For those of you that know me, you know I’m like the Safety Police at events and around town. I’m always mindful of crosswalks and obeying traffic laws and you’ll see me mentioning where to find first aid tents or hydration stations at events. Well y’all, it’s National Bike Safety Month and my chance to get real about riding bikes around O-town.
First, a little backstory.
I got my first bike when I was eight, but I don’t think I actually learned to ride until I was ten. I grew up on Hattaway Drive in Altamonte Springs. Riding a bike on Hattaway was not appealing. By that time we’d lost a dog and three cats to cars on that road and I fully understood mortality. My Dad tried to get me to learn but I was not having it. My best friend Angel wanted to ride bikes so badly that she ended up forcing me to learn…in the rain…on my driveway. Soon we were riding circles around our neighborhood. We had radios on our handlebars and walkie-talkies so we could circle opposite blocks but keep the convo going. We’d ride for hours, outpacing our bed times, fights with my little sister, any homework troubles (math, I’m looking at you), and neighborhood bully, Matt Wallenquest. Yeah, that’s right. I’m calling that meanie out.
I’ve owned four bikes since that first one up there. The most memorable was my bicycle in Nagoya, Japan. It was sparkly Kermit-the-frog green and had the coolest wheel lock. Remember to lock your bike when you’re not riding it, so it’ll be there when you need it.
There’s a right way and a wrong way to ride bikes.
Over the past month I’ve ridden my bicycle in an attempt to understand my community better, get a different perspective, and to try out alternative transportation. In order to be a responsible rider, I checked out Alert Today for the rules of the road.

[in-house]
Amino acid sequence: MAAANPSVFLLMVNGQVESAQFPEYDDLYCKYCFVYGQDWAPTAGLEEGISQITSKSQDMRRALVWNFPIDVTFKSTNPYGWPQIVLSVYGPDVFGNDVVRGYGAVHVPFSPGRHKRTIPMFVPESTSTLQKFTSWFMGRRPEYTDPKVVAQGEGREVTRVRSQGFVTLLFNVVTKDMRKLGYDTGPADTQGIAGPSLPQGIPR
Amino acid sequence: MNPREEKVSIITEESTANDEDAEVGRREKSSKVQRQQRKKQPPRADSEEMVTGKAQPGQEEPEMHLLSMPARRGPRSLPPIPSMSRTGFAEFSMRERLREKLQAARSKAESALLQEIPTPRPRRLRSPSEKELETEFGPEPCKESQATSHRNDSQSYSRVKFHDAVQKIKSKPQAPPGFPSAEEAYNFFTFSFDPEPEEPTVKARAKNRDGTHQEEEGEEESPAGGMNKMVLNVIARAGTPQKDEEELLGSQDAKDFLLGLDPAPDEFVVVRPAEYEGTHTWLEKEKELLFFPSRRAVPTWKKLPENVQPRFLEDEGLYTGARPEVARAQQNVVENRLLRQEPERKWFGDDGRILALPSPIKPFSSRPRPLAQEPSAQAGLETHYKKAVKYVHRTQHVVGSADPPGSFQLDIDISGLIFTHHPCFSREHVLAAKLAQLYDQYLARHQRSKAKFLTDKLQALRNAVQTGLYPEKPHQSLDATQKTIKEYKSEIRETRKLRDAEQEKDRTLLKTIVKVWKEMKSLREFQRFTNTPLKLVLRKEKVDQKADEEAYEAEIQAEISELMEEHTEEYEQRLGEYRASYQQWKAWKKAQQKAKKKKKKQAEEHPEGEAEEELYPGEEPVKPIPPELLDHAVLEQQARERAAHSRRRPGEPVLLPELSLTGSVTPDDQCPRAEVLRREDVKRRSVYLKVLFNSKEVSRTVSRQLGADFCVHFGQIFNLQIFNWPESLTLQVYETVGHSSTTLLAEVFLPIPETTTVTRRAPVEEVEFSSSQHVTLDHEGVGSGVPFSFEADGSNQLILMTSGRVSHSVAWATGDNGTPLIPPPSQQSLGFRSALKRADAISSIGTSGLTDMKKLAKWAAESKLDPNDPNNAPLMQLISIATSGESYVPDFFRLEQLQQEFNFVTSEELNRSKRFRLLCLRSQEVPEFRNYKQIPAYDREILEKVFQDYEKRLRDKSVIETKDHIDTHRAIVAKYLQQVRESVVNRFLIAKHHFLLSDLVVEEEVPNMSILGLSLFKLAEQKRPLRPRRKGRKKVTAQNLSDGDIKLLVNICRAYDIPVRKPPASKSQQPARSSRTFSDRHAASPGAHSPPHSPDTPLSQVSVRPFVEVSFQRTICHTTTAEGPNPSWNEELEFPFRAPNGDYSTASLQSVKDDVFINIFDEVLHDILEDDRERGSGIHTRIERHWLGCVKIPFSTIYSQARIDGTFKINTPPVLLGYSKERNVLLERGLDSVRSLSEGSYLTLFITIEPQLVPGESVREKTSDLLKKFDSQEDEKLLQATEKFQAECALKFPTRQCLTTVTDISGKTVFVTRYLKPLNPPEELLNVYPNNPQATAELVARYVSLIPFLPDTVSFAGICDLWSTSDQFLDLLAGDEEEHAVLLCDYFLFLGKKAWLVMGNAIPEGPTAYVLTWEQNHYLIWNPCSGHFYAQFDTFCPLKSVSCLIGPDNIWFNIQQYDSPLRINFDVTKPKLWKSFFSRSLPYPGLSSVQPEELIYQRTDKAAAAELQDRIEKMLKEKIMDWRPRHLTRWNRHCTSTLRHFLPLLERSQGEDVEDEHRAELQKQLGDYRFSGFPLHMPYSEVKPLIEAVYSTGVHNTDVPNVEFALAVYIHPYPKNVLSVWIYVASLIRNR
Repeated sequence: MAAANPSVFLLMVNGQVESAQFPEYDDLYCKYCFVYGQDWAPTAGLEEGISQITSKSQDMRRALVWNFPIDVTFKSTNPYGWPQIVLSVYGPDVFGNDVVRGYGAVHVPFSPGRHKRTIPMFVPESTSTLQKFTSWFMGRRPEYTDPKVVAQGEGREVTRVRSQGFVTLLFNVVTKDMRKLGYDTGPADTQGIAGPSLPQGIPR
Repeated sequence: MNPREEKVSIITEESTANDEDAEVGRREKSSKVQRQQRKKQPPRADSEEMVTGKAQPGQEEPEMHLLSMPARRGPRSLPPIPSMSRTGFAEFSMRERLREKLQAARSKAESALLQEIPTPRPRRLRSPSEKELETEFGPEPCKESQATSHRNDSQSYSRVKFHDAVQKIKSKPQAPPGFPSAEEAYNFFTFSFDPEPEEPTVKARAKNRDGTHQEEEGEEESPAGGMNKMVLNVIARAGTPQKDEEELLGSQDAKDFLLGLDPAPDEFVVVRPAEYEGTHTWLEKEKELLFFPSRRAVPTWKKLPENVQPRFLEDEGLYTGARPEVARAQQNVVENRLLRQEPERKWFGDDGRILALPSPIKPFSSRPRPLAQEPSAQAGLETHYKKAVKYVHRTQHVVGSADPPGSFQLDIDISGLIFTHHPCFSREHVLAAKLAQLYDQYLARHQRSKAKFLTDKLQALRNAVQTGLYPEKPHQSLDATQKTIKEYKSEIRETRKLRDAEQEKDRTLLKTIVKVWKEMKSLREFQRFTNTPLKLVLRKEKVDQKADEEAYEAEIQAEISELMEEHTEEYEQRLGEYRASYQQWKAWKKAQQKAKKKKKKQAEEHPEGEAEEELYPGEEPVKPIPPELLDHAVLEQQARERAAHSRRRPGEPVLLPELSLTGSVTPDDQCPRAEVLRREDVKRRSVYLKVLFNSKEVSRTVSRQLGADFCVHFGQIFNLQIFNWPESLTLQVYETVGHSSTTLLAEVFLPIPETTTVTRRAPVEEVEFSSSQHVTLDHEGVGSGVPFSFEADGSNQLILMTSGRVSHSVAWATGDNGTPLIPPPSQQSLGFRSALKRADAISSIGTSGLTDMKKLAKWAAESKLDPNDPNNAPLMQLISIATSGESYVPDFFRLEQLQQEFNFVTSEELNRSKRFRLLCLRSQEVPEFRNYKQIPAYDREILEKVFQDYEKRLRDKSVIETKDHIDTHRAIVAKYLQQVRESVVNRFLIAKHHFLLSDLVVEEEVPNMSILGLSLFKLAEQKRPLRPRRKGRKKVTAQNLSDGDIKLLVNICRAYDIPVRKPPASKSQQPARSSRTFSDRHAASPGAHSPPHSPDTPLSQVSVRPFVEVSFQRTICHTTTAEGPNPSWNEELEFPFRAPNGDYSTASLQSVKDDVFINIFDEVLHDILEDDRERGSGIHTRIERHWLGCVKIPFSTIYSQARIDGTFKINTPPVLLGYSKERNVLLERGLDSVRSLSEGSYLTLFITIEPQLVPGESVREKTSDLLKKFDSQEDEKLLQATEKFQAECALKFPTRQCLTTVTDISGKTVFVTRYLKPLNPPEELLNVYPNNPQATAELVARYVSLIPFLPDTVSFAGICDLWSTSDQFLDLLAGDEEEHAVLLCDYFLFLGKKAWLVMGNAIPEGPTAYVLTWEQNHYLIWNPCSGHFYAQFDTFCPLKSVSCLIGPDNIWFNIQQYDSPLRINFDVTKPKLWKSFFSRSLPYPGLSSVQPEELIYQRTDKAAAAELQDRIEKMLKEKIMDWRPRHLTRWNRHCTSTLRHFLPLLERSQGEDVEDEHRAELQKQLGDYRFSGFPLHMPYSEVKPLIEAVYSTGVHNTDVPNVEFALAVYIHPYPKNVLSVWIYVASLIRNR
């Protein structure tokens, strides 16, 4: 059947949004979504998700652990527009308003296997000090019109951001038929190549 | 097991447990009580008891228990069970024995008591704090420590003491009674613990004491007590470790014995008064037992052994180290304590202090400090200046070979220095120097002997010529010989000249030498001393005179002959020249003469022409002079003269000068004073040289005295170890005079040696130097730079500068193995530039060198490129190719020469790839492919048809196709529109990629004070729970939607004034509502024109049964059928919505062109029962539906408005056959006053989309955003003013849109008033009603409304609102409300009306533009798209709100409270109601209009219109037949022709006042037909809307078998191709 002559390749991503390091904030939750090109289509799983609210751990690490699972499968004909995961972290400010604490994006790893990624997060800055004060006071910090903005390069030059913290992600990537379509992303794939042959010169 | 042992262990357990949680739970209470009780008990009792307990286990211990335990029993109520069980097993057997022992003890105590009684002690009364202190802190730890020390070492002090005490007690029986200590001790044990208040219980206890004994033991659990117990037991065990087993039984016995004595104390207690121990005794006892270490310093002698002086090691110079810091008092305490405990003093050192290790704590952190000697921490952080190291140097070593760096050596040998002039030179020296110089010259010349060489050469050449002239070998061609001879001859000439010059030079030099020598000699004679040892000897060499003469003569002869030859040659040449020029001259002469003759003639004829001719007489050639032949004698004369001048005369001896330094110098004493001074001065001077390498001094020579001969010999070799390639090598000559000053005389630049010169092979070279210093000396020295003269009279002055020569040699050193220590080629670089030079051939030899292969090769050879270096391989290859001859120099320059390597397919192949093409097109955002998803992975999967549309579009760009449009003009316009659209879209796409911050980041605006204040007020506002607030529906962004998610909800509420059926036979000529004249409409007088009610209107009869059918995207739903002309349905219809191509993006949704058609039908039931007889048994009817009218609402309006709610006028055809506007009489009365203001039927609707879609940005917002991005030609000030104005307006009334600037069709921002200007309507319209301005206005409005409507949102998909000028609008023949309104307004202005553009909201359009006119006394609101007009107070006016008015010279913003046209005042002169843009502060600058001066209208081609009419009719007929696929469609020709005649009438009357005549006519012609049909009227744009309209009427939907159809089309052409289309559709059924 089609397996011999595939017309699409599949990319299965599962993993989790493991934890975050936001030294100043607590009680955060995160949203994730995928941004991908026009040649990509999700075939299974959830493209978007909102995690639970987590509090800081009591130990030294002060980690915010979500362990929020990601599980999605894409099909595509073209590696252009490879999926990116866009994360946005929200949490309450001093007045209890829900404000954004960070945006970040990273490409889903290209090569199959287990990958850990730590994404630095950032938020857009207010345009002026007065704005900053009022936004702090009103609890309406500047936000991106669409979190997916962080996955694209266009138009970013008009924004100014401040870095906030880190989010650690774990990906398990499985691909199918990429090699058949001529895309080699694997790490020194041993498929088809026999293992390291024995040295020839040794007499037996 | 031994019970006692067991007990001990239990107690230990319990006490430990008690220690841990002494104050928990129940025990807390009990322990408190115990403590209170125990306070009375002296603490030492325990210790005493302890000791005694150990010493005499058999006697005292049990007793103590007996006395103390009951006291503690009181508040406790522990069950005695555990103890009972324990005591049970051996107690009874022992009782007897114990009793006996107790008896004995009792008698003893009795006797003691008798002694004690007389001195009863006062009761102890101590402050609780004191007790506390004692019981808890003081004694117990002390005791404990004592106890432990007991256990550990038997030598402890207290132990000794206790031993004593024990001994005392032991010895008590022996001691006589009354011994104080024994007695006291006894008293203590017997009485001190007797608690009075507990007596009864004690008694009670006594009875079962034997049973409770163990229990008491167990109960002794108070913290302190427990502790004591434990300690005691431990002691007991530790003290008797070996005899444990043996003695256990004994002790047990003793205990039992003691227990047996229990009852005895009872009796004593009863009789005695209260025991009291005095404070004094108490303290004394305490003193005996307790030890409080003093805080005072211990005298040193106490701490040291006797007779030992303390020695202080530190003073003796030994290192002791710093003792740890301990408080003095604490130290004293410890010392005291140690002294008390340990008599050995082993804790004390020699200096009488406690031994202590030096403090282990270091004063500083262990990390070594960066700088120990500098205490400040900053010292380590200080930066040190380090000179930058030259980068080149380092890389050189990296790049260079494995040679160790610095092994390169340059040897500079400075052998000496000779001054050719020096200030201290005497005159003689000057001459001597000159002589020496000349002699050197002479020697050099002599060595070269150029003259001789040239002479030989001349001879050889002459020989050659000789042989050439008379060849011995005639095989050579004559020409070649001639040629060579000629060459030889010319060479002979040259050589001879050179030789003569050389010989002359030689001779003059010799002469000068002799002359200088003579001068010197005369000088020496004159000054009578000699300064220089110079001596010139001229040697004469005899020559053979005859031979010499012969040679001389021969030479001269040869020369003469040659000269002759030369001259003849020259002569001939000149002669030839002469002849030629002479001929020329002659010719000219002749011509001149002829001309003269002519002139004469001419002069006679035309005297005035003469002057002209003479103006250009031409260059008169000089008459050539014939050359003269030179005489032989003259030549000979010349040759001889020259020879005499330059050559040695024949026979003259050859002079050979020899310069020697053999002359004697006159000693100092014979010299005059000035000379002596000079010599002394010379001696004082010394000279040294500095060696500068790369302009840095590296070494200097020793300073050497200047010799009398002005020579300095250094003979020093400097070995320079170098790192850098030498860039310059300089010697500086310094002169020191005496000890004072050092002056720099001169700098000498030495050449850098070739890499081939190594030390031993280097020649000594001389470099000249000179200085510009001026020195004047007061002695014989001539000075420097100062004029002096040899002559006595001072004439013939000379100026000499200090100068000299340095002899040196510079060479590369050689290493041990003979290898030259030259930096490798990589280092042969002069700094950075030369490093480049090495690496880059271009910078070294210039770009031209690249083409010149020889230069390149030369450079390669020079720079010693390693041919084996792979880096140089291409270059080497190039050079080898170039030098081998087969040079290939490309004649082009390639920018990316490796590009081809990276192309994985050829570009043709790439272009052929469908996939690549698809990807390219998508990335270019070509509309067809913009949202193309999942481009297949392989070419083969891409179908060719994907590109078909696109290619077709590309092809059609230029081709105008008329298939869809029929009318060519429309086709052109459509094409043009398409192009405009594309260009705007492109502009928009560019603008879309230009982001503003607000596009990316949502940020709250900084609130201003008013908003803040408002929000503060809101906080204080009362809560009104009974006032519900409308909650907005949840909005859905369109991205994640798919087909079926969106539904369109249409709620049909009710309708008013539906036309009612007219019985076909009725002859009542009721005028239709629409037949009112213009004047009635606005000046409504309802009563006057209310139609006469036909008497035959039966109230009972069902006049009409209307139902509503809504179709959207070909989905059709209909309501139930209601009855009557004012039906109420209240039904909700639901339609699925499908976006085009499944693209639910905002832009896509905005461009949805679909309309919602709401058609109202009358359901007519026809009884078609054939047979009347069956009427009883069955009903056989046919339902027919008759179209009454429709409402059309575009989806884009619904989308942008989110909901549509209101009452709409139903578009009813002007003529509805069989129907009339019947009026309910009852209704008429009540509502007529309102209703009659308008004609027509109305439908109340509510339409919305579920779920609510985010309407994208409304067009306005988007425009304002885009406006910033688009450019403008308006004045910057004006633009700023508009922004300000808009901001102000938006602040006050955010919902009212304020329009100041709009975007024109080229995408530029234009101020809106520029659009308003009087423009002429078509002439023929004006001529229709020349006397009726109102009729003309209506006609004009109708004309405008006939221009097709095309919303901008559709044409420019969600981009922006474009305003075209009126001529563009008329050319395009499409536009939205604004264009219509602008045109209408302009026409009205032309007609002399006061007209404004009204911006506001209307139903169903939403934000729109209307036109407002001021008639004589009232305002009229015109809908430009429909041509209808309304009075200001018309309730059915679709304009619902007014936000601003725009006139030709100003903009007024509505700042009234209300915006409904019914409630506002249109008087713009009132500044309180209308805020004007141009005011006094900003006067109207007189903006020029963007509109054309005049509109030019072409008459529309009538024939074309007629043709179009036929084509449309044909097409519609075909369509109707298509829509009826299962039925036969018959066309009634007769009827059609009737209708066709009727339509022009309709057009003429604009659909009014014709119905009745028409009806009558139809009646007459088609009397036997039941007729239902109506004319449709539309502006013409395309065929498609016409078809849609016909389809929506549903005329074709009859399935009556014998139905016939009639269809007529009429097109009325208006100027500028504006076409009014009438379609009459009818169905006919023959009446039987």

Always wear a helmet.
Obey all traffic signs, signals, and markings.
Ride in the same direction of traffic on the street.
Bicycles are considered vehicles in Florida and must obey the same laws as motorists. Stopping at stop signs and stop lights.
Stop for pedestrians. Bicyclists are required by law to stop for pedestrians in crosswalks
Use a white front light and a red rear light and reflector. Be visible, wear bright or reflective colors on your clothes.
Cars must pass bicyclists safely and allow a minimum of 3 feet between the vehicle and cyclist.
You can ride on the sidewalk in Florida, but have to stop, leave the sidewalk or go around any pedestrian.
Don’t forget to use hand signals to alert cars to your intentions. Your turn signals are how people know where you want to go. Same for cars. It’s a real shame that car makers stopped installing turn signals. They were super helpful. Now I’m just left guessing half the time. No worries though because I have a loud horn. NOTE: USE YOUR TURN SIGNALS. USE YOUR TURN SIGNALS. USE YOUR TURN SIGNALS. I CAN’T READ YOUR MIND.
Here’s the real truth, safety is a two-way street. Good citizenship means that we obey laws in order to retain our freedom (and remain free of too much government control). Cyclists who ignore traffic laws endanger their lives and the lives of others. This makes it more difficult for those of us who are riding responsibly. We obey traffic laws because safety doesn’t happen by accident. (OK, OK, I’m going to stop sounding like your mom now.)
Also, did you know that you can get a DUI while drunk biking? SRSLY. Y’all.
Wait, don’t forget your SPF, and sunglasses, and first aid kit, and make sure you have your helmet on. OK, NOW let’s ride!
If you’ve read this far, thank you. Here’s the thing. I’m crazy for safety because I had a pretty nasty crash about a year after I learned to ride. My face hit the curb and I lost my front tooth. It took quite a few trips to the dentist to make things right and it’s a wonder I didn’t knock myself out since I wasn’t wearing a helmet. You live, you learn.
Wear a helmet. In fact, in honor of Bike Safety Month I’m giving out free stickers! Send me a DM with your address on Instagram and I’ll pop one in the mail to you. #SafetyFirst y’all!